One of the more interesting things to land in my feed this week was Basecamp‘s new Guide To Internal Communications. As early proponents of agile project management, I have a lot of respect for the company, but I’m was not a happy camper when I read this. In short, the 30 principles of internal communication listed seem somewhat antagonistic toward interpersonal communication. Take principle 3: “Internal communication based on long-form writing, rather than a verbal tradition of meetings, speaking, and chatting, leads to a welcomed reduction in meetings, video conferences, calls, or other real-time opportunities to interrupt and be interrupted.” and principle 5: ” Meetings… Read More »Basecamp Is Off-Base On Internal Communications
This post was originally published on the NTEN Blog on December 24th, 2015. As years go, 2015 was a significant one in my career. The work of a CIO, or IT Director, or whatever title you give the person primarily responsible for IT strategy and implementation, is (ideally) two parts planning and one part doing. So in 2015—my third year at Legal Services Corporation—we did a couple of the big things that we’d been planning in 2013 and 2014. First and foremost, we (and I do mean we—I play my part, but I get things done with an awesome staff and coworkers) rolled out the… Read More »Year-end Reflections
This article was originally published in NTEN Change Magazine in June of 2015. What kind of challenge does your organization have supporting technology? Below are several scenarios to choose from: Little or no tech staff or tech leadership: We buy inexpensive computers and software and rely on consultants to set it up. Our IT support is outsourced: there is no technology plan or any staff training. We have a tech on staff who does their best to keep things running: no staff training, no technology planning. We have a tech on staff and an IT Director, but no technology plan: IT is swamped and not… Read More »Creating A Tech-Savvy Nonprofit Culture
…is the name of the track that I am co-facilitating at NTEN’s Leading Change Summit. I’m a late addition, there to support Tracy Kronzak and Tanya Tarr. Unlike the popular Nonprofit Technology Conference, LCS (not to be confused with LSC, as the company I work for is commonly called, or LSC, my wife’s initials) is a smaller, more focused affair with three tracks: Impact Leadership, Digital Strategy, and The Future of Technology. The expectation is that attendees will pick a track and stick with it. Nine hours of interactive sessions on each topic will be followed by a day spent at the Idea Accelerator, a workshop… Read More »The Future Of Technology
This post also appeared on the Cloud for Good Blog in April of 2014. Buying a new fundraising CRM or replacing your finance and HR systems are big investments with critical outcomes. These are the types of projects can have a huge impact on your ability to accomplish your mission. Poorly planned, chosen and deployed, they will do the opposite. If you’re grasping for a cautionary tale, just look at the recent Healthcare.gov rollout, or the worse related stories in Maryland and Oregon. But successful implementations happen every day as well, they just don’t grab as many headlines. How can you make sure that big software… Read More »Three Ways To Make Sure that Your Next Big Software Project Is A Success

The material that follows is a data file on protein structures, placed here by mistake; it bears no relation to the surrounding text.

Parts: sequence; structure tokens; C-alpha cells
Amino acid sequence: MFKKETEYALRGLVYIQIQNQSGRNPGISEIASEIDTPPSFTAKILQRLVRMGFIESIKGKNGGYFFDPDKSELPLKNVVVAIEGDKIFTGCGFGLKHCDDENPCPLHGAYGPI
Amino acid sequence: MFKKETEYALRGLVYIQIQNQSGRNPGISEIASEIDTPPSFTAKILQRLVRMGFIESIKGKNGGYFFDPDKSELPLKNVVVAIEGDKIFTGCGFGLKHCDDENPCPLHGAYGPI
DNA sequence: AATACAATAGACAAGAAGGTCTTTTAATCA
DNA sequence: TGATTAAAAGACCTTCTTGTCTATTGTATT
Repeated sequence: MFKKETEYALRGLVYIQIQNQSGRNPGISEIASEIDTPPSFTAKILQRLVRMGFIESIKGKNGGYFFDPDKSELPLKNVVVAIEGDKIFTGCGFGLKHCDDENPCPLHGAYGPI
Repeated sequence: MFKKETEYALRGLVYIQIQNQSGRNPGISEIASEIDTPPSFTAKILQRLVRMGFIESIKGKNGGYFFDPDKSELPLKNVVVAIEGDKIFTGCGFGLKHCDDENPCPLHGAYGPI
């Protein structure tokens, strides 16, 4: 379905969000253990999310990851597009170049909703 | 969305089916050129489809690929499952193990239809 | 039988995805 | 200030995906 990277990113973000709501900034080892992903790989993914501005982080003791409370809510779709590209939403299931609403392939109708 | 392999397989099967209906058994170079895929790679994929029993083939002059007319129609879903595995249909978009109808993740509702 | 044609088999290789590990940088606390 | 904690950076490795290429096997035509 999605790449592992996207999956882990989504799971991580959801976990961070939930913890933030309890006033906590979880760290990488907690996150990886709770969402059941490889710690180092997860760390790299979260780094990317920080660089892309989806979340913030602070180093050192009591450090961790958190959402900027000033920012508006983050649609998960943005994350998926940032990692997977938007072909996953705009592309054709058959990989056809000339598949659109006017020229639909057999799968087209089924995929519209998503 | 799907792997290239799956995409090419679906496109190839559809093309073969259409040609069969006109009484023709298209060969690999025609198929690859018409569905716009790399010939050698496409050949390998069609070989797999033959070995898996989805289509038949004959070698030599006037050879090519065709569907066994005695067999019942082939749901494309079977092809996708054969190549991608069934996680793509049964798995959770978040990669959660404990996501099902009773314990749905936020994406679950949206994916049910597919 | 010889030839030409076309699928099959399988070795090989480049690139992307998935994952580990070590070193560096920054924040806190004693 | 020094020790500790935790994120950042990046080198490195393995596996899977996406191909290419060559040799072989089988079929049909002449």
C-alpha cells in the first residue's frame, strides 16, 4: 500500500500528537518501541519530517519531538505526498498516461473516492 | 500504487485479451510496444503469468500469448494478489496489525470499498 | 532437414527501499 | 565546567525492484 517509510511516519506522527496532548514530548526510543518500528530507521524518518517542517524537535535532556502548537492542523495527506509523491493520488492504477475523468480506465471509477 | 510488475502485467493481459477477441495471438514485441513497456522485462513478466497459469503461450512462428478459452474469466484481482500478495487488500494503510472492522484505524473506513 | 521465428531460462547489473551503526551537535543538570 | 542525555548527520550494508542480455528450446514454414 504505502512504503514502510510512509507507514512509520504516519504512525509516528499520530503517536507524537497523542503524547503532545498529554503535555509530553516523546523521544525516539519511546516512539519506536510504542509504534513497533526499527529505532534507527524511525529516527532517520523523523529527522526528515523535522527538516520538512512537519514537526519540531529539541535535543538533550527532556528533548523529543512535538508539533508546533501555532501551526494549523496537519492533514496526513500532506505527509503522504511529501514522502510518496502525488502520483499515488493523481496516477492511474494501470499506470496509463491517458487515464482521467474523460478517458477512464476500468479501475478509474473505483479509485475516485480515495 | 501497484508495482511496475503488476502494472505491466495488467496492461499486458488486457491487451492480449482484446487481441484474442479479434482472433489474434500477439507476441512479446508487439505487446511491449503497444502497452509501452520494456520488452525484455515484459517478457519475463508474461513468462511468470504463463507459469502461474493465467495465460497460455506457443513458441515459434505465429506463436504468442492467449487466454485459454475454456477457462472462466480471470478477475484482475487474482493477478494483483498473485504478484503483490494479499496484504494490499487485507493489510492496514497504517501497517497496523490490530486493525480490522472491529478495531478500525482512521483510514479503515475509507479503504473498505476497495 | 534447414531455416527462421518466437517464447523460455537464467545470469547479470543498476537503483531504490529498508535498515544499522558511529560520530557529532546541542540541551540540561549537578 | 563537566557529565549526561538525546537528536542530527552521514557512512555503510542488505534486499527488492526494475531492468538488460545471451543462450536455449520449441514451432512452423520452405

I owe somebody an apology. Last night, a nice woman that I’ve never met sent me an email relaying (not proposing) an idea that others had pitched. Colleagues of mine who serve in communications roles in the nonprofit sector were suggesting a talk on “Why CIOs/CTOs should be transitioned into Chief Digital and Data Officers”. And, man, did that line get me going.
The technology trend that defines this decade is the movement towards open, pervasive computing. The Internet is at our jobs, in our homes, on our phones, TVs, gaming devices. We email and message everyone from our partners to our clients to our vendors to our kids. For technology managers, the real challenges are less in deploying the systems and software than they are in managing the overlap, be it the security issues all of this openness engenders, or the limitations of our legacy systems that don’t interact well enough. But the toughest integration is not one between software or hardware systems, but, instead, the intersection of strategic computing and organizational culture.
Iâ€™ve been pretty fascinated by the news reports about how the Obama staff reacted to the technology in place at the White House. If you havenâ€™t been tracking this, you can read the full story, but the short story is this: the Mac/Blackberry/Facebook-savvy Obama staffers were shocked to find ancient systems and technology in use at the White House â€“ Windows XP, MS Office 2003, traditional phone lines, and web filtering in place â€“ in other words, the same stuff my org uses. I found myself both sympathetic and skeptical regarding their plight
We’ve come a long way since the Pony Express. It’s hard to imagine living in a time when your options for communication were limited to face-to-face, sllooowww mail, and, perhaps, carrier pigeon. Today, we have the opposite problem: there are so many mediums to choose from that a key communication skill is to gleam the method that the person you want to reach prefers.